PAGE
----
Brushing up on the plain English essentials

As public sector agencies increasingly embrace plain English, staff at all levels will need to refresh their writing skills. But what is the best way for an individual to tackle the task?

Despite the bad press they get, public servants, on the whole, can actually write. It’s just that from the moment we start drafting briefing notes, submissions or correspondence, we learn and absorb that complex officialese style. As a result, we are more inclined to “undertake a review in relation to policy objectives” than simply “review a policy”.

Now agencies are waking up to the benefits of plain English, and they are mandating clear, crisp, meaningful and expressive communication. Suddenly staff are expected to radically revise what used to be the norm.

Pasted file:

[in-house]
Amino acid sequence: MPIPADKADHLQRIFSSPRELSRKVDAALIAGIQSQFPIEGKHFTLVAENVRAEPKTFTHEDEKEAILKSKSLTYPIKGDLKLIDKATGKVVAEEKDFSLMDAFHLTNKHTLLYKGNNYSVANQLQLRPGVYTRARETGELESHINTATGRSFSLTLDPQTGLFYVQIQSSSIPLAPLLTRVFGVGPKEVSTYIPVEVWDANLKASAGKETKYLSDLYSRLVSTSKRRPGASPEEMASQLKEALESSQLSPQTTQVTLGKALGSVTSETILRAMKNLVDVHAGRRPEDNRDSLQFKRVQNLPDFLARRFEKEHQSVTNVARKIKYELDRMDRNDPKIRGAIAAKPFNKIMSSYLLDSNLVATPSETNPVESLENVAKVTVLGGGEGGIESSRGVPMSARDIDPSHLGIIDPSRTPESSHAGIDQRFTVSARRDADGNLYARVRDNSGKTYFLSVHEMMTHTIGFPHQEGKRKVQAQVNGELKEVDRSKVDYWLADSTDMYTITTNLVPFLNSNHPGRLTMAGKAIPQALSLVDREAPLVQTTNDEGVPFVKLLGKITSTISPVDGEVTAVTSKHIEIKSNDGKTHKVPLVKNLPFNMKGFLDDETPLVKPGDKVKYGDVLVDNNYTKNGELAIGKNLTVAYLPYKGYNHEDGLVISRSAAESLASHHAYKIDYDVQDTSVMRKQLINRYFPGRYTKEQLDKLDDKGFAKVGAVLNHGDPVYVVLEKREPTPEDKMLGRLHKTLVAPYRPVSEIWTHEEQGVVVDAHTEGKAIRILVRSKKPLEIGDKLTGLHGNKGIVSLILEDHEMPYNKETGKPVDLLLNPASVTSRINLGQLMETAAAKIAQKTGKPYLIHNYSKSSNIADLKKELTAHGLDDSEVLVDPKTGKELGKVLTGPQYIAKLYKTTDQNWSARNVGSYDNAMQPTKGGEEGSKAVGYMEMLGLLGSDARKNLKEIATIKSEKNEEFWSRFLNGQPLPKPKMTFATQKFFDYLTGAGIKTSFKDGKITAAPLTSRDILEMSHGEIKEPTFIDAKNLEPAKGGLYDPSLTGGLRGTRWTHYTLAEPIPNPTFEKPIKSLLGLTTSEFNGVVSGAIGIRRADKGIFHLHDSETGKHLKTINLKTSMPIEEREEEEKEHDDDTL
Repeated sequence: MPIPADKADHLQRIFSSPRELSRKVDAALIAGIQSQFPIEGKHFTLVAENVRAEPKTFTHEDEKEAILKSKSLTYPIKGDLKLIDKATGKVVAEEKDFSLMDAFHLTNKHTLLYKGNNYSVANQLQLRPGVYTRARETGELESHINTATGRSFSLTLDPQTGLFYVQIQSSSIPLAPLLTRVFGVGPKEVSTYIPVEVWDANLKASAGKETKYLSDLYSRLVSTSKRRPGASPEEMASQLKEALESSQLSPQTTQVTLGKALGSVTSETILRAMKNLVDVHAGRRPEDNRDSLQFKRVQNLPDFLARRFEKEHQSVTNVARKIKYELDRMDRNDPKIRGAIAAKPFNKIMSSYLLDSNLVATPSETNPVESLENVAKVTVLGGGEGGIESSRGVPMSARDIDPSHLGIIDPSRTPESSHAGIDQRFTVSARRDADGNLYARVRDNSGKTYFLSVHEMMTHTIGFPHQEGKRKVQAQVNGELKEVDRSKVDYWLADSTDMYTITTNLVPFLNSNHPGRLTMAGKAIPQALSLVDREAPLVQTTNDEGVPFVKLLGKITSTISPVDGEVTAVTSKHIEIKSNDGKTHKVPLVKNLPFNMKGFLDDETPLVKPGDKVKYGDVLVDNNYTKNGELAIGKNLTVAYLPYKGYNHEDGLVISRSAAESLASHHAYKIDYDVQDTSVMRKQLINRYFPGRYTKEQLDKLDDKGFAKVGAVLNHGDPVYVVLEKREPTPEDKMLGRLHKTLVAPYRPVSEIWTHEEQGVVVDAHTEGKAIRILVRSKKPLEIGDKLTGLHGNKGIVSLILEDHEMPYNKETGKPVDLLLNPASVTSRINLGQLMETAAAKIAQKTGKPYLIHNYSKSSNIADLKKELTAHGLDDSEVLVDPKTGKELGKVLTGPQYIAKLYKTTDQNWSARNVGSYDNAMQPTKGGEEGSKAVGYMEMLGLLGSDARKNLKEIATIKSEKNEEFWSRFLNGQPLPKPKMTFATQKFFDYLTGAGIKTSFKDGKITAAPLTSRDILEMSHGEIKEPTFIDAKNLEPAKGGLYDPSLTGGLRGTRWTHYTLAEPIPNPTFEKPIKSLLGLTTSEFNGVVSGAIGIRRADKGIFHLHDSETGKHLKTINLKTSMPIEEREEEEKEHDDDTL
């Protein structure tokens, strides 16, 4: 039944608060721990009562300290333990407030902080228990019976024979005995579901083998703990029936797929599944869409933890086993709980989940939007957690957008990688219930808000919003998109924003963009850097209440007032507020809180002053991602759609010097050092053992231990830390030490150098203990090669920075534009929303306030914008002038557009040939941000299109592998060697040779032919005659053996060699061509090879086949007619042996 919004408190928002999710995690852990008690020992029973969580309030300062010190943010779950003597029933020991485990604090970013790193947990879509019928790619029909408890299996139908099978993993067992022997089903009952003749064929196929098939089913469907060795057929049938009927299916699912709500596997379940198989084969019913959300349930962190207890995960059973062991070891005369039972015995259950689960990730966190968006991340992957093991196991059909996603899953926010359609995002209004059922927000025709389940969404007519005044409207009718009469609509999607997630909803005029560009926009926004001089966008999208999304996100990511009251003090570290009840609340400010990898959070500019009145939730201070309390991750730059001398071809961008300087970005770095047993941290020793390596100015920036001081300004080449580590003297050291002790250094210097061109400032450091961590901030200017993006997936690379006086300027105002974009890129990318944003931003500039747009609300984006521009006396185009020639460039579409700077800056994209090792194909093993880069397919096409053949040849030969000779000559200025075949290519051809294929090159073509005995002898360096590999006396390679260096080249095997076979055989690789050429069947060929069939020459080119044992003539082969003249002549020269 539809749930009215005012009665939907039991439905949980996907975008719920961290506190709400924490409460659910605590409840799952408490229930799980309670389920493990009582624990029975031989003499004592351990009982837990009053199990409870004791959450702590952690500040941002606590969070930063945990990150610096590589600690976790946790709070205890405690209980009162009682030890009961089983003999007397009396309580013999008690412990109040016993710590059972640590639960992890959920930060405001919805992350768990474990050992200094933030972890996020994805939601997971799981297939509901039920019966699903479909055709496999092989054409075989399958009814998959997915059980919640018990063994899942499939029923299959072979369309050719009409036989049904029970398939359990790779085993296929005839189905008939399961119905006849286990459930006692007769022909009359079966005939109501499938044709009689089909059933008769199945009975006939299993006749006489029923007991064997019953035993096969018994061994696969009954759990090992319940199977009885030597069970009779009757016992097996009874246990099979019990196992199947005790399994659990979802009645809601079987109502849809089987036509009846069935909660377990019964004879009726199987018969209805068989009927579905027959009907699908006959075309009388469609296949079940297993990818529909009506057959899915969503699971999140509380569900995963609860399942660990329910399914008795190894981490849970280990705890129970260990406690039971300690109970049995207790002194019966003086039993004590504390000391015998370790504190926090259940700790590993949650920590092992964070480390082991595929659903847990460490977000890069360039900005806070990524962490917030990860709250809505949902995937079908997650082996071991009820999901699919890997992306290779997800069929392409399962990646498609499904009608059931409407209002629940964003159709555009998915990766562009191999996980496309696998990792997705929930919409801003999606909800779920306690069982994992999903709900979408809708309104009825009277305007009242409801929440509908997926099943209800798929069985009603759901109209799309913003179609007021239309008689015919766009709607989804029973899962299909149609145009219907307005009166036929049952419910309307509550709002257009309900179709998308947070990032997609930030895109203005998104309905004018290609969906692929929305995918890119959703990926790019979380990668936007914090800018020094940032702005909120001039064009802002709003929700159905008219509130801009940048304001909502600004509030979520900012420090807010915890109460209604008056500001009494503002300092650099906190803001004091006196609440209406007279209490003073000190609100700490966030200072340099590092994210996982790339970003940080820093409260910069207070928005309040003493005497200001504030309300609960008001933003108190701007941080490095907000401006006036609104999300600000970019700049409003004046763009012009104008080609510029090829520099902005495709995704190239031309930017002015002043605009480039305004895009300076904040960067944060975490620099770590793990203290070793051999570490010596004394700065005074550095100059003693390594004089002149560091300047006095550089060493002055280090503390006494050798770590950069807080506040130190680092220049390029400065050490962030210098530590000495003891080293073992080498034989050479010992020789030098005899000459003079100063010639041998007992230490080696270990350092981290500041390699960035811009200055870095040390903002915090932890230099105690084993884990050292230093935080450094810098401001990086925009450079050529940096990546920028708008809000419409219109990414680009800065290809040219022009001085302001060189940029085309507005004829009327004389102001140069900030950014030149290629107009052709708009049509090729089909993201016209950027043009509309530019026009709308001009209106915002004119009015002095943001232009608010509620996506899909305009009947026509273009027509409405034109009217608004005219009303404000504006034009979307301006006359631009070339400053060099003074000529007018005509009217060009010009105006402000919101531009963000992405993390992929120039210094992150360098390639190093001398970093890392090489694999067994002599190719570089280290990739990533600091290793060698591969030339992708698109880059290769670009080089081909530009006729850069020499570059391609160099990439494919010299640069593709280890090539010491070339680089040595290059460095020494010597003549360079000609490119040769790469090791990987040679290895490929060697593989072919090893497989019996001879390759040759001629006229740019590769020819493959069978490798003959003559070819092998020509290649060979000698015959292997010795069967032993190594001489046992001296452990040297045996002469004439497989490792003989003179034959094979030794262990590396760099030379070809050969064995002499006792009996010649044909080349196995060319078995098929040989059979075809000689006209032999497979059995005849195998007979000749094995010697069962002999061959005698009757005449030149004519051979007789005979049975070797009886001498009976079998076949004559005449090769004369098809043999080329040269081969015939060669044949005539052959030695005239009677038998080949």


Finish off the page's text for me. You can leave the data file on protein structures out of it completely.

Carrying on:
But where do you start? And what exactly are the essentials elements of plain English?

Revisit your style guide

A good place to begin is your organisation’s style guide. Did you know you had one?

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  • John Boyd

    Good grief! Have we made no progress since, for example, around 1985 when Barry Jones required every senior officer to have a copy of Strunk and White on their desk.

  • David Turnbull

    Great, but why do people still use ‘commence’ instead of ‘start’ or ‘begin’…..?